Principles Of Protein

PEScience Select Protein 2lbs Peanut Butter Cookie

Let’s talk about the principles of protein! Did you know that the average American diet for a sedentary adult contains over twice the amount of protein recommended by the RDA? How much protein are you taking in each day versus what is required for your body’s energy output? What are the principles of protein? What are good sources of protein? This article describes what protein is, what it does and how the body uses it.

The Principles Of Protein are: 

  1. Critical to the structure and function of the body
  2. Help maintain fluid and electrolyte balance
  3. Aid in energy production before and after exercise
  4. Available in many forms such as whey, red meat, plant, poultry and soy
  5. Act as a buffer to maintain the body’s pH
  6. Make up a large part of the body’s organs, muscles, tendons, ligaments and bone
  7. Involved with hormones related to metabolism (insulin, glucagon, epinephrine)
  8. Builds and repairs muscles
  9. Transport of micronutrients, minerals, and oxygen from the lungs to the muscles
  10. Consists of amino acids, 20 of which are recognized in our diets

Amino Acids:

Each amino acid contains at least one nitrogen group. When proteins are broken down, the amino acids are used for energy in the form of CO2 and water. The nitrogen group leaves the body through urine. Eleven of these amino acids are considered nonessential. This means our bodies make them using other amino acids that we consume. The remaining nine, however, cannot be made by the body. These are known as essential amino acids. We must rely on foods and supplements to obtain them. Protein rich foods contain all of the essential and nonessential amino acids. Amino acids help build and repair tissues after exercise. They are converted directly into muscles for energy. They also help prevent hypoglycemia.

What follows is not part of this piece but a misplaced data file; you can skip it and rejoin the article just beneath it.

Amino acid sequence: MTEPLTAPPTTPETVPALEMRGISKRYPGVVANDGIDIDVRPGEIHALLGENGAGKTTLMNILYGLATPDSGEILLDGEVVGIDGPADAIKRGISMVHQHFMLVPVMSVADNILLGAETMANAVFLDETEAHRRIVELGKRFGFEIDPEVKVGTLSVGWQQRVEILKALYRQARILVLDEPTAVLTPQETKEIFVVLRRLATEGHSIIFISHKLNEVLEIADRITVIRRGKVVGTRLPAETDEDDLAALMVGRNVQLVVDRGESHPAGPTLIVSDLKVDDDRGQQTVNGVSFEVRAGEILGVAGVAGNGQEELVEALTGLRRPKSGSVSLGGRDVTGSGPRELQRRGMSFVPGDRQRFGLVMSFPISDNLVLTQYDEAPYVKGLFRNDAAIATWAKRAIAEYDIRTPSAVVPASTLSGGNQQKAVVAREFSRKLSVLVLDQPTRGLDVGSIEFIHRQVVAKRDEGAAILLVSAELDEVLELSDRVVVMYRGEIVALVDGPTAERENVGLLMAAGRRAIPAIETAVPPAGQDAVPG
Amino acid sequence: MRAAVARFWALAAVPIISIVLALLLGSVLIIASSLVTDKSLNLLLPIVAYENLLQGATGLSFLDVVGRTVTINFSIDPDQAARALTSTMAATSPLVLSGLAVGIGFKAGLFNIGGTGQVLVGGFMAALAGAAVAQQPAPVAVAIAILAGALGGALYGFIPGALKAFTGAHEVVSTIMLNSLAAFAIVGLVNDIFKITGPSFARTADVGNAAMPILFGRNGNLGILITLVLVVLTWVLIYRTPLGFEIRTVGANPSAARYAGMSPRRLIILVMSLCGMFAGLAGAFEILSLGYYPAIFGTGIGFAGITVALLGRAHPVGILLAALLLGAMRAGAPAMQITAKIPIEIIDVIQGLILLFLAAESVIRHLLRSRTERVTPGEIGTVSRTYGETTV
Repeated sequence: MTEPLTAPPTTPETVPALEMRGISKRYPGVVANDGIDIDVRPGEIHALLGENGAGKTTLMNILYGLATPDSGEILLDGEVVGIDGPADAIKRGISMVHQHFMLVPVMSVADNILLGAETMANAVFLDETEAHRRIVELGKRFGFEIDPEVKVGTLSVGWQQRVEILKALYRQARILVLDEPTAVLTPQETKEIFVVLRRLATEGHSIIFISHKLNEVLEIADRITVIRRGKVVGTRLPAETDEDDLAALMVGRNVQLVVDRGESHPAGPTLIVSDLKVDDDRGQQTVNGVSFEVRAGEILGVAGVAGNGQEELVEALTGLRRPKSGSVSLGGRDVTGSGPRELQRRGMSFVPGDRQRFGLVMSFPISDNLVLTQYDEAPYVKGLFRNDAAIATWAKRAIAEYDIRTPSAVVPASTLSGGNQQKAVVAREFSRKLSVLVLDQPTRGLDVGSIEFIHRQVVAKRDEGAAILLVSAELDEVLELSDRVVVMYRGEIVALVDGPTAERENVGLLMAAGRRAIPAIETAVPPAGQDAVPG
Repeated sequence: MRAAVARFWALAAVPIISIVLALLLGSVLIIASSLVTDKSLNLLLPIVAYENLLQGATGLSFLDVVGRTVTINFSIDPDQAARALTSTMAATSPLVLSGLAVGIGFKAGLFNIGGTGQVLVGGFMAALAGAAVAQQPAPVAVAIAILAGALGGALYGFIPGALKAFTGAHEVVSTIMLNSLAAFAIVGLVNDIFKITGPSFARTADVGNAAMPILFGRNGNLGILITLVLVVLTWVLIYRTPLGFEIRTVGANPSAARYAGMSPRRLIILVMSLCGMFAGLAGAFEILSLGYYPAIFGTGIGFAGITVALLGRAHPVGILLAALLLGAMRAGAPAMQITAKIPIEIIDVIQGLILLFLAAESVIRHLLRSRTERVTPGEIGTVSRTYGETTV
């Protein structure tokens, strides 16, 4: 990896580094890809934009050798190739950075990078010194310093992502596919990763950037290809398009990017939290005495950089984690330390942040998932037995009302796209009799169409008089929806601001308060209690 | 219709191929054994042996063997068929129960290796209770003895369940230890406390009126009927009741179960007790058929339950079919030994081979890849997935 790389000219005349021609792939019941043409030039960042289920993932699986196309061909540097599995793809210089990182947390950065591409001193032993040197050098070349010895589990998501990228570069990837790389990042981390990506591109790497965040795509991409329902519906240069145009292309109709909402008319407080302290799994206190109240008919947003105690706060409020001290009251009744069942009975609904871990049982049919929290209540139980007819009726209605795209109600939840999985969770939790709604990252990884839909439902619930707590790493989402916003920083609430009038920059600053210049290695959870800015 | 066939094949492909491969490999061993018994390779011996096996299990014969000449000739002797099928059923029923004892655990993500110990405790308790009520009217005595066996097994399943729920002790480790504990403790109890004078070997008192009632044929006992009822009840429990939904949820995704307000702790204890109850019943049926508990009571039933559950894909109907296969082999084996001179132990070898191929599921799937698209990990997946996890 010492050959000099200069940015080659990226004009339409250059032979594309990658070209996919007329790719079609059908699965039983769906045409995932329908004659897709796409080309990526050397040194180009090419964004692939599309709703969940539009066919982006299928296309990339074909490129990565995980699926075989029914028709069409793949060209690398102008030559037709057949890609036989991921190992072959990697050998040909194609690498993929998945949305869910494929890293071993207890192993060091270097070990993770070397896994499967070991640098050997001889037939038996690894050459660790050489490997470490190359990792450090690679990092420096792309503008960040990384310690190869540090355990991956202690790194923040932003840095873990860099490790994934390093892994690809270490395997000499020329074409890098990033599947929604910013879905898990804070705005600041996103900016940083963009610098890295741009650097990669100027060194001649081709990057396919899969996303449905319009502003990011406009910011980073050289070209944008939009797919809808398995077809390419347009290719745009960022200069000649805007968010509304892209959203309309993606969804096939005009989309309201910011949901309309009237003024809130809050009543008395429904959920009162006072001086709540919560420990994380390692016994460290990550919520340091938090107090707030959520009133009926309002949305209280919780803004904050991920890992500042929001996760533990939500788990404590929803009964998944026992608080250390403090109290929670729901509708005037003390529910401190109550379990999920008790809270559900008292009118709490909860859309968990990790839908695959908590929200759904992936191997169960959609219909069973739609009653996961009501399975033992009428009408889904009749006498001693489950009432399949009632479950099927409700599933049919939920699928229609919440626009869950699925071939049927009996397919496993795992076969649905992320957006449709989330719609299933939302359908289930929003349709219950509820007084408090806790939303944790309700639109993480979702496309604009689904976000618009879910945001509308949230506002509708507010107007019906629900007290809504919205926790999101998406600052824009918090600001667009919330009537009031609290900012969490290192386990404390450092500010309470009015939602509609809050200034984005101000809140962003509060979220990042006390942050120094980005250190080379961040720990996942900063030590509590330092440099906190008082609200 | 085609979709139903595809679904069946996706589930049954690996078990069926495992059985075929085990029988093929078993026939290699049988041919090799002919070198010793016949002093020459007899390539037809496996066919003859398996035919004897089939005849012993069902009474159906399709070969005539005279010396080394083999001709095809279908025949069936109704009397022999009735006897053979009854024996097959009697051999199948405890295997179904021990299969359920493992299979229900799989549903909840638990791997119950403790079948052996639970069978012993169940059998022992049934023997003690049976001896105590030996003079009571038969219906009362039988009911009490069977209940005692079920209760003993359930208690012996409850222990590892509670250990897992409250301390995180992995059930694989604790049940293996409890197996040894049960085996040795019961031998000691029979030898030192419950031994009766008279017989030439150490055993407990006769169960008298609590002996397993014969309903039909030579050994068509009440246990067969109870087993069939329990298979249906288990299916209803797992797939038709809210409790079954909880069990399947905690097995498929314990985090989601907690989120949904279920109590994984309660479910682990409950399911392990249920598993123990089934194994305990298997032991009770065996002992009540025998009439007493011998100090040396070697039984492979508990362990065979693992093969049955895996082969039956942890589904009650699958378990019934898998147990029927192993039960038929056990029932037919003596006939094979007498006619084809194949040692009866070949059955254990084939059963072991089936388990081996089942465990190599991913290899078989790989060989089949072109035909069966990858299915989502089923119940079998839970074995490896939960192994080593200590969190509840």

Principles Of Protein: How Much?

The recommended dietary allowance (RDA) for protein for non-vegetarian adults 18-70 is 52-56g per day. This translates to .8g per kilogram (or 2.2 lbs.) of bodyweight. These numbers do not account for anything other than age. The current recommended daily protein intake for bodybuilders and strength athletes is 2.2 to 2.5g per kilogram of bodyweight. This translates to approximately 1g per lb. of bodyweight. In simpler terms, a 200lb man should consume 200g of protein per day.

Calculate Your Daily Protein Requirements:

Your weight in pounds ÷ 2.2 = your weight in kilograms. Multiply this amount by 2.2 grams.

For example: Bill, a bodybuilder, weighs 220lbs.

220lbs ÷ 2.2 = 100kg

100kg x 2.2g = 220g/protein/d.

Principles Of Protein – A Sample Menu

This may seem like a lot of protein. Yet it’s been the bodybuilding standard for decades. Also, it’s easy to attain. The following is an example of foods Bill could eat to meet his protein requirements:

First thing after waking up: 8-10oz. water & 20g protein powder

Coffee as desired

Breakfast: 1 cup plain Greek yogurt with flavoring such as cinnamon, 10g protein powder,  2 slices of whole wheat toast with sugar-free jelly, coffee or water: 35g protein